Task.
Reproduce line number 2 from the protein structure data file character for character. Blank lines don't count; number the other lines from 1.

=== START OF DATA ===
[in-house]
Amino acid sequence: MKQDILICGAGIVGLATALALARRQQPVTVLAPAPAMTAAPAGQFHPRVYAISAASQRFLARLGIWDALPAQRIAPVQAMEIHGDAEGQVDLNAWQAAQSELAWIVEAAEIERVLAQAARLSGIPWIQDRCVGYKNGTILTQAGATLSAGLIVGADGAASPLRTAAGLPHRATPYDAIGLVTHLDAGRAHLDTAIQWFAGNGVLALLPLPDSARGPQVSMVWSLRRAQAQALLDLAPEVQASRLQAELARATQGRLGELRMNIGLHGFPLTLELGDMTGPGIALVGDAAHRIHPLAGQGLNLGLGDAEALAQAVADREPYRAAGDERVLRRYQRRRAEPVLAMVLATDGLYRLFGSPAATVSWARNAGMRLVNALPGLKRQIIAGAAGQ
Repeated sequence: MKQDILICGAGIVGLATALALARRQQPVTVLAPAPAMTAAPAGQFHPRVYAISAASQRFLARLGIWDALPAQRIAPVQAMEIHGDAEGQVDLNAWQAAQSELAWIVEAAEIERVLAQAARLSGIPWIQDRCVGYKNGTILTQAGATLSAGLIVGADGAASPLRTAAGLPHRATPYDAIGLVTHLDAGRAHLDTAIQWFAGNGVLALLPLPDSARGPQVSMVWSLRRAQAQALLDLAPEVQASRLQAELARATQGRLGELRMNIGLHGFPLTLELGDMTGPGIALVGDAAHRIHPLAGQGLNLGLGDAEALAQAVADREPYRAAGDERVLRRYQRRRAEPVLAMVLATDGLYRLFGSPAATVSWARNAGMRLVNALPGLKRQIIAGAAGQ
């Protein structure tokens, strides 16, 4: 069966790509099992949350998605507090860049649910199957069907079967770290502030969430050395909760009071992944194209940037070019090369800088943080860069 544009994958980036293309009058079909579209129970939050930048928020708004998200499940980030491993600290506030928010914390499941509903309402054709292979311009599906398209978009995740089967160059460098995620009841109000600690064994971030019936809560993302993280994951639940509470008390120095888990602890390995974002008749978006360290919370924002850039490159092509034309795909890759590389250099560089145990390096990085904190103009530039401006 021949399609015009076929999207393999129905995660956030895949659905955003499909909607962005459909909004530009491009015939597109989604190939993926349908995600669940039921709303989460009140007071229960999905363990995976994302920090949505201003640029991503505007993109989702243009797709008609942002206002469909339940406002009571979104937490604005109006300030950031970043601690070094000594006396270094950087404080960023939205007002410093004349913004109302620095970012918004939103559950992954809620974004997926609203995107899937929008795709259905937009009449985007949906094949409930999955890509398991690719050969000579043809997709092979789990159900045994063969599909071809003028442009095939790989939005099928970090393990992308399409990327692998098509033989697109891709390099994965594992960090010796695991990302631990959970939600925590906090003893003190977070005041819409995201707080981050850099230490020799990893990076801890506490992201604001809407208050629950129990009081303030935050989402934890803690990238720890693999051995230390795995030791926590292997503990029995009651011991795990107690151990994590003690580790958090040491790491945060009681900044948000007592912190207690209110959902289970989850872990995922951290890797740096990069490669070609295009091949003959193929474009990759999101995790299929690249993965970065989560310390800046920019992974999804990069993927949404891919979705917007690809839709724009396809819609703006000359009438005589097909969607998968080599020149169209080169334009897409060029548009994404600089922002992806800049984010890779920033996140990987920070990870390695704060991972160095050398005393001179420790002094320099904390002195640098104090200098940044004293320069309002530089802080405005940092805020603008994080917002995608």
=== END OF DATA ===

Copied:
Amino acid sequence: MKQDILICGAGIVGLATALALARRQQPVTVLAPAPAMTAAPAGQFHPRVYAISAASQRFLARLGIWDALPAQRIAPVQAMEIHGDAEGQVDLNAWQAAQSELAWIVEAAEIERVLAQAARLSGIPWIQDRCVGYKNGTILTQAGATLSAGLIVGADGAASPLRTAAGLPHRATPYDAIGLVTHLDAGRAHLDTAIQWFAGNGVLALLPLPDSARGPQVSMVWSLRRAQAQALLDLAPEVQASRLQAELARATQGRLGELRMNIGLHGFPLTLELGDMTGPGIALVGDAAHRIHPLAGQGLNLGLGDAEALAQAVADREPYRAAGDERVLRRYQRRRAEPVLAMVLATDGLYRLFGSPAATVSWARNAGMRLVNALPGLKRQIIAGAAGQ